2023: Women, Girls’ Inclusion Is Nigeria’s Chance at Development and Accountability, Says CSOs

2023: Women, Girls’ Inclusion Is Nigeria’s Chance at Development and Accountability, Says CSOs

  • Agitations and advocacy for the participation of women and girls between the ages of 18 to 35 years in Nigeria's electoral practice has intensified
  • In the build-up to the 2023 general elections, women have been urged to participate either on the ballot or by the ballot
  • However, traditional and religious leaders have been urged to support the campaign in sensitising female folks in their immediate environment

FCT, Abuja - The country representative of the Catholic Agency for Overseas Development (CAFOD) Kelechi Emeh, said women and girls' inclusion in the Nigeria electoral practice is the country's best chance at development, better voice and accountability.

Mr Emeh stated this on Wednesday, September 7, in Abuja during an interfaith roundtable meeting with community and religious leaders on increasing the participation of young girls and women between the age of 18 and 35 in the political and electoral process of Nigeria.

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CAFOD, 2023 election, female inclusion
The interfaith meeting held sessions on the importance of female participation in Nigeria's electoral process and the roles of religious and traditional heads in advocacy. Photo: Segun Adeyemi
Source: Original

The Centre for Women Studies and Intervention (CWSI) organised the interfaith and was supported by CAFOD towards identifying the role of religious and community actors/stakeholders in promoting female inclusion in leadership and decision-making process

While speaking to Legit.ng regional correspondent, Mr Emeh noted that it is important for women and girls to participate effectively in Nigeria's electoral process, especially in the forthcoming 2023 general elections.

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He said:

"The data that we have in Nigeria speaks volumes. According to the data we have, 7% of the women represented in the National Assembly, and we equally have a proper marginalisation of the young women, women between the ages of 18 to 35 have been left behind in our political process in Nigeria and that made CAFOD and our partnership development Centre for women for studies and intervention to take action to address this challenge and to build up a better society for Nigeria.

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"The inclusion of women in the Nigeria political process will ensure development and better voice and accountability in this country."

"Nigeria has not been fair to women and girls" - Barr Idogbe

Meanwhile, Barrister Pascal Ignatius Idogbe, the Program manager of CWSI noted that the statistics favour women, but the societal norm has taken a toll on them over the years.

Barrister Idogbe, a gender equality advocate, stated that there had not been an adequate representation of women in decision-making, governance and the country's democracy.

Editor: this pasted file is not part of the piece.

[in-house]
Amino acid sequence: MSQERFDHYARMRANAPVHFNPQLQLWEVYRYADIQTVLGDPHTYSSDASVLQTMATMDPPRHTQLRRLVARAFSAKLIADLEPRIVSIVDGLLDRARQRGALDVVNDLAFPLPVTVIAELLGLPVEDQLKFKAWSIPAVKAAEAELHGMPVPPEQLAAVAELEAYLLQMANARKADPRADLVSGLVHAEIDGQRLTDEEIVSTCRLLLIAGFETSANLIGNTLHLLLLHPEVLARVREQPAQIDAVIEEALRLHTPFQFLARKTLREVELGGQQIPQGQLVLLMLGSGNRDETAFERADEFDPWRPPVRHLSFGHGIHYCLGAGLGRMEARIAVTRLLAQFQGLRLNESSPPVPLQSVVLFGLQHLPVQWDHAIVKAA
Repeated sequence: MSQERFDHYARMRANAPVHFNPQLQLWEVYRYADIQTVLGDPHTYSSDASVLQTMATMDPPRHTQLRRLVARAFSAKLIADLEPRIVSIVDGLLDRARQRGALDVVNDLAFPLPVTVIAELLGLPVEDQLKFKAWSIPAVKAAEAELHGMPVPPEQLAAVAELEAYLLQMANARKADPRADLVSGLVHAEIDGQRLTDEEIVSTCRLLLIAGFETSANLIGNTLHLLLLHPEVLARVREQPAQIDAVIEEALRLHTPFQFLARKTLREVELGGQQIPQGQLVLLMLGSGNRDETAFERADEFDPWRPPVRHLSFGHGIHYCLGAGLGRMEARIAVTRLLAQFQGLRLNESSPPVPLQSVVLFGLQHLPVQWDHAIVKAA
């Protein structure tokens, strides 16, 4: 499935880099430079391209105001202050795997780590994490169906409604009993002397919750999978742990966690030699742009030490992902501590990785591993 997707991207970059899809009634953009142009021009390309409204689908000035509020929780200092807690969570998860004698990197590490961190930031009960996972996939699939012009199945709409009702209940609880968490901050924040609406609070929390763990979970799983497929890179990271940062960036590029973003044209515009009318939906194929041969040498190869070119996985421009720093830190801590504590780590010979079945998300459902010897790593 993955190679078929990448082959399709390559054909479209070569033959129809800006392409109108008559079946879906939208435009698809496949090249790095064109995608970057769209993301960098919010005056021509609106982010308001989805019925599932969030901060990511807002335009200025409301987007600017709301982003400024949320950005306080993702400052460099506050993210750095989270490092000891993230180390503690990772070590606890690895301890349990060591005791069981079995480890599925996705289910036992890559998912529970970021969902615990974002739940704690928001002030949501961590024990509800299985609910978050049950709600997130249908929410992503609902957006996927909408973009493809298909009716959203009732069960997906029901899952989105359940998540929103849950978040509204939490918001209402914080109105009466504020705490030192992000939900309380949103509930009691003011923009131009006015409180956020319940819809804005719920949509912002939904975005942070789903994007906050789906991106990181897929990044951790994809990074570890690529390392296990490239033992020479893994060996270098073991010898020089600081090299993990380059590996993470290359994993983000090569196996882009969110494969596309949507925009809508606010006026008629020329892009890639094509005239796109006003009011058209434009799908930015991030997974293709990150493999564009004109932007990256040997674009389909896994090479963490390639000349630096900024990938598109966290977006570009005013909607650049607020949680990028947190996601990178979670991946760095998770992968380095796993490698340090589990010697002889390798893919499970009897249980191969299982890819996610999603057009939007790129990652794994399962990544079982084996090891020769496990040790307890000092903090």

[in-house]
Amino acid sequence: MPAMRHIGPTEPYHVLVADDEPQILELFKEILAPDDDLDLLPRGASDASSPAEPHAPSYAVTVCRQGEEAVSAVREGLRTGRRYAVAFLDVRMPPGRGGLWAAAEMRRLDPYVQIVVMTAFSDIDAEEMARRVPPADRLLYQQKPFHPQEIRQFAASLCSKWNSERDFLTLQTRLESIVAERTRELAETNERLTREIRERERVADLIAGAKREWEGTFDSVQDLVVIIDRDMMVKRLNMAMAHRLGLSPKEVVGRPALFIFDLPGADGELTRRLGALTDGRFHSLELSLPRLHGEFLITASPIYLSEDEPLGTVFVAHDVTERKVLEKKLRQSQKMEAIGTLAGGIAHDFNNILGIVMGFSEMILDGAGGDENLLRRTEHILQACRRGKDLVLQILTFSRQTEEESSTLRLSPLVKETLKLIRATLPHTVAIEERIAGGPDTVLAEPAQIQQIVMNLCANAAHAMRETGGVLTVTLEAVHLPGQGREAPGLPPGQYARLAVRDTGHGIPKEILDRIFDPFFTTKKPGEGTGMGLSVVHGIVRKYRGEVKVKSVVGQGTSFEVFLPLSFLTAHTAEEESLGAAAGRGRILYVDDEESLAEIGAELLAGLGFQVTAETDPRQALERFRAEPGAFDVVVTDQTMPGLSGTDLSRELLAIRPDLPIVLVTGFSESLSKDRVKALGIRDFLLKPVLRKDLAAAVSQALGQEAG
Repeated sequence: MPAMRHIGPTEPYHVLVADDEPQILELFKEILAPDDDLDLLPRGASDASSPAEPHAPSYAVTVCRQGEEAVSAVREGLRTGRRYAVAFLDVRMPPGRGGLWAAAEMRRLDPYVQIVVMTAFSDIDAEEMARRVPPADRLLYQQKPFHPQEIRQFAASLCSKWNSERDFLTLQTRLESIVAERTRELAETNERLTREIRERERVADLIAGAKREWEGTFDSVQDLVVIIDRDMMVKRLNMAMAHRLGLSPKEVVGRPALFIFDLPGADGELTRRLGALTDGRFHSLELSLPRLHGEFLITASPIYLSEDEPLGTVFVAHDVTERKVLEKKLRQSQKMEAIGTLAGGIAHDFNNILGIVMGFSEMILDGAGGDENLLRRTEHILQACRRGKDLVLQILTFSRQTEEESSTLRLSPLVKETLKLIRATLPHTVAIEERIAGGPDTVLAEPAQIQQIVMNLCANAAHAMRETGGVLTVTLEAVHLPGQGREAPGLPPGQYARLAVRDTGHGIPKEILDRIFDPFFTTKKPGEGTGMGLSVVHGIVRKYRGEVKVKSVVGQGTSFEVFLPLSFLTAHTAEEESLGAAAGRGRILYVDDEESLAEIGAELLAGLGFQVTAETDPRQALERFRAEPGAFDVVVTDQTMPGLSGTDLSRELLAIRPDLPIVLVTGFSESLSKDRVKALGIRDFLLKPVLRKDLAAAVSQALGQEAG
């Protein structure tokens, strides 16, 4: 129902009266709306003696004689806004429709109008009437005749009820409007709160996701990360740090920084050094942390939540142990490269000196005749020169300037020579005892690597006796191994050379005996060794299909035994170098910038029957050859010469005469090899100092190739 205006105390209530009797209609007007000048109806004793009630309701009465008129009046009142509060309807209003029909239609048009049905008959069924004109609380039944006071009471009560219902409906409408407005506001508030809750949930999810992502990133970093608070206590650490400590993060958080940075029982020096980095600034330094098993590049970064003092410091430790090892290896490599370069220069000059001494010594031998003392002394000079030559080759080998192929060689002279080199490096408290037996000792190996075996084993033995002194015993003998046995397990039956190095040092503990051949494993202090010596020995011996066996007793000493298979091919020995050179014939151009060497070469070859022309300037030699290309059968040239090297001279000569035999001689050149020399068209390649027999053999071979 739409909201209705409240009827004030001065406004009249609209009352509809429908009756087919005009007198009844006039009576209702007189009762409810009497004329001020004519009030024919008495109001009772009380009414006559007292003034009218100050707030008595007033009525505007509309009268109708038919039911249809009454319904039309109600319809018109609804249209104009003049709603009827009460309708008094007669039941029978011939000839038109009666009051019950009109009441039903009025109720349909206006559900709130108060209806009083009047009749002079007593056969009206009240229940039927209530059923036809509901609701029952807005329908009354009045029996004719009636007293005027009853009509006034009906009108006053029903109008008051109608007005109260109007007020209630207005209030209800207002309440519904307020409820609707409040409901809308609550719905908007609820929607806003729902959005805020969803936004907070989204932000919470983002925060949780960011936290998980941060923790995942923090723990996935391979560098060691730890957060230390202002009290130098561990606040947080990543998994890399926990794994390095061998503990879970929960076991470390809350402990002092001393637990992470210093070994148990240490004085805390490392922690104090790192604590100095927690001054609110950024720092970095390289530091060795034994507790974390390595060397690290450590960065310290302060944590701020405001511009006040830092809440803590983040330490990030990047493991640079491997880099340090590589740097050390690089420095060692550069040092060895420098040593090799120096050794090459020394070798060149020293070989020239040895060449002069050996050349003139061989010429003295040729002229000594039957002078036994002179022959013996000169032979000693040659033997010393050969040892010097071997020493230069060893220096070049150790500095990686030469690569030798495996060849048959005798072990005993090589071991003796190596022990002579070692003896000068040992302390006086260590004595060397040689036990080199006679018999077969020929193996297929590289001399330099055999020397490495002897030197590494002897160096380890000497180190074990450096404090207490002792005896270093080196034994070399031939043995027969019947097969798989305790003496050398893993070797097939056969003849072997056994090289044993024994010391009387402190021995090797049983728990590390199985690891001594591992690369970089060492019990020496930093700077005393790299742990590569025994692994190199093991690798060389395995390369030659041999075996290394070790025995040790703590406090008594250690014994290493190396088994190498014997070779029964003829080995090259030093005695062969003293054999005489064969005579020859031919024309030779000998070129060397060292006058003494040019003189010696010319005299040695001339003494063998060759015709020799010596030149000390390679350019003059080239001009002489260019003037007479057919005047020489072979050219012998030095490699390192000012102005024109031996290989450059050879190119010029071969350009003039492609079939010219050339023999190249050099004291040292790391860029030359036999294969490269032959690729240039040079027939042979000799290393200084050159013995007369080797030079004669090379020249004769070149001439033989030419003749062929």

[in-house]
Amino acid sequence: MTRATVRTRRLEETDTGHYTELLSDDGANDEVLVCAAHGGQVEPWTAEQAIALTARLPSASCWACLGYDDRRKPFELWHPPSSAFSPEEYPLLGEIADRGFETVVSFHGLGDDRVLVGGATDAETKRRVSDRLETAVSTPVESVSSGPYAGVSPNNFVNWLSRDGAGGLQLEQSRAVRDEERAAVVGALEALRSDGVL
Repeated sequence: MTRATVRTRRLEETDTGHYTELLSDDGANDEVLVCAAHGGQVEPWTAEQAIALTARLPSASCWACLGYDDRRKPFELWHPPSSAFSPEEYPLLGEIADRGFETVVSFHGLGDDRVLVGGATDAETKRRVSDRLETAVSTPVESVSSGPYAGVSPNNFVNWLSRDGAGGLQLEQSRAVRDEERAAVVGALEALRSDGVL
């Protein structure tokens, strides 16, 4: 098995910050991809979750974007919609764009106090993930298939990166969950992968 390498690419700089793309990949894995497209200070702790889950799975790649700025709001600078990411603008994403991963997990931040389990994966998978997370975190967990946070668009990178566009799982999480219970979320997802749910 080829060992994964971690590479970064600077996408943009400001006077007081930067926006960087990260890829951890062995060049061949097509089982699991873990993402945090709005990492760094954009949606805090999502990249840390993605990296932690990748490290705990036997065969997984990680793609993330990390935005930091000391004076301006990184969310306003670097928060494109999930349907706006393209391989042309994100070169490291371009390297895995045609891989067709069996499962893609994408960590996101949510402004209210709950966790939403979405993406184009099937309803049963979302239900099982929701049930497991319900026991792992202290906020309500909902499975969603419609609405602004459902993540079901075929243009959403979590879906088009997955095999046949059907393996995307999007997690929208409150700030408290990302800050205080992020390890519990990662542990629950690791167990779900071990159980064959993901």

He said:

"You know Nigeria, like other countries, is very patriarchal, and patriarchy can be defined as the government of male, by the male and for the male.
"It is opposed to the democratic values because democracy is the government of the people, by the people and for the people.
"So when you have one gender of the society represented it means that the other gender is excluded. So when you exclude women that is gender injustice."

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On the other hand, Ewomatome Precious Uwubiti, the gender officer of CWSI who also double as the project coordinator for action to promote female participation in elections (ABIPIN), believed that women and girls must seize the opportunity of their numbers at the forthcoming polls.

When asked what level of impact women and girl's participation will bring to the polls, she said:

"I believe we are larger regarding the number of women and girls in Nigeria.
"We have the opportunity of completely changing the tide of governance and that only happens when we really come out in numbers to vote for the persons of our choice without any undue influence in form of financial gain or anything at all."

Similarly, Usi-Omoregbee Flora, the communication analyst for CWSI, believes that women should not be treated as minorities in a democratic clime that preaches the dividend of democracy.

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While speaking on the participation of women and girls in the forthcoming polls, she noted that women must make their presence felt by trooping out in their numbers to exercise their civic and constitutional rights during the elections.

She said:

"It is important that we are part of choosing our leader. Like I said, democracy is for the people. We are part of the people. They say that we are the minority group. We are not actually the minority, because we are more than half of the population. So, we are actually not the minority. We should be part of choosing our leaders."

Fatima Zakari, a participant and resident of Gwagwalada, said women should be given a chance to be voted for.

She said women constitute a pivotal part of society and deserve to be treated as such rather than marginalised from the equation of decision.

Zakari also urged traditional and religious leaders to join the advocacy and help champion women and girls' inclusion in the electoral practice of Nigeria.

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In another development, stakeholders and interest groups have commenced preparation for the 2023 general elections.

The United Nations Development Programme (UNDP) and Yiaga Africa have collaborated to ensure a smooth-running election at the 2023 polls.

However, Nigerian youths have been implored to take advantage of their numbers and decide the outcome of the 2023 polls.

Source: Legit.ng

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